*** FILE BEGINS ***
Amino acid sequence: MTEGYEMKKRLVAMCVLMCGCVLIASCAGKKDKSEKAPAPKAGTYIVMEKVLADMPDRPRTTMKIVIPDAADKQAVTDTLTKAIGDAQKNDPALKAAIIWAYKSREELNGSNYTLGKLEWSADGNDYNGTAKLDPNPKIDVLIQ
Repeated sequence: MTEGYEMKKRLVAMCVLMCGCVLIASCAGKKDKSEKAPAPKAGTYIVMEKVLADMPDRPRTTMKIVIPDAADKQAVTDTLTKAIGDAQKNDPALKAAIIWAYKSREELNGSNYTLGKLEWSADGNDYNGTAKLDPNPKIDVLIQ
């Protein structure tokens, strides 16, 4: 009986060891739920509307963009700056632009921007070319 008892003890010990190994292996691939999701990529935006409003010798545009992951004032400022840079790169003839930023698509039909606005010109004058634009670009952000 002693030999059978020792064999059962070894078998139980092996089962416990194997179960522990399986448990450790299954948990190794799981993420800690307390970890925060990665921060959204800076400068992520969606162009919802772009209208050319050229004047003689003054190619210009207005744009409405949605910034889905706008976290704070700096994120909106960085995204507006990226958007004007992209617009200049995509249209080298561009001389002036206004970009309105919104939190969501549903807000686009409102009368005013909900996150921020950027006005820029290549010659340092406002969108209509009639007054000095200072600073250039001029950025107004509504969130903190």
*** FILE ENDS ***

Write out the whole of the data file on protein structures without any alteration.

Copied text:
Amino acid sequence: MTEGYEMKKRLVAMCVLMCGCVLIASCAGKKDKSEKAPAPKAGTYIVMEKVLADMPDRPRTTMKIVIPDAADKQAVTDTLTKAIGDAQKNDPALKAAIIWAYKSREELNGSNYTLGKLEWSADGNDYNGTAKLDPNPKIDVLIQ
Repeated sequence: MTEGYEMKKRLVAMCVLMCGCVLIASCAGKKDKSEKAPAPKAGTYIVMEKVLADMPDRPRTTMKIVIPDAADKQAVTDTLTKAIGDAQKNDPALKAAIIWAYKSREELNGSNYTLGKLEWSADGNDYNGTAKLDPNPKIDVLIQ
């Protein structure tokens, strides 16, 4: 009986060891739920509307963009700056632009921007070319 008892003890010990190994292996691939999701990529935006409003010798545009992951004032400022840079790169003839930023698509039909606005010109004058634009670009952000 002693030999059978020792064999059962070894078998139980092996089962416990194997179960522990399986448990450790299954948990190794799981993420800690307390970890925060990665921060959204800076400068992520969606162009919802772009209208050319050229004047003689003054190619210009207005744009409405949605910034889905706008976290704070700096994120909106960085995204507006990226958007004007992209617009200049995509249209080298561009001389002036206004970009309105919104939190969501549903807000686009409102009368005013909900996150921020950027006005820029290549010659340092406002969108209509009639007054000095200072600073250039001029950025107004509504969130903190």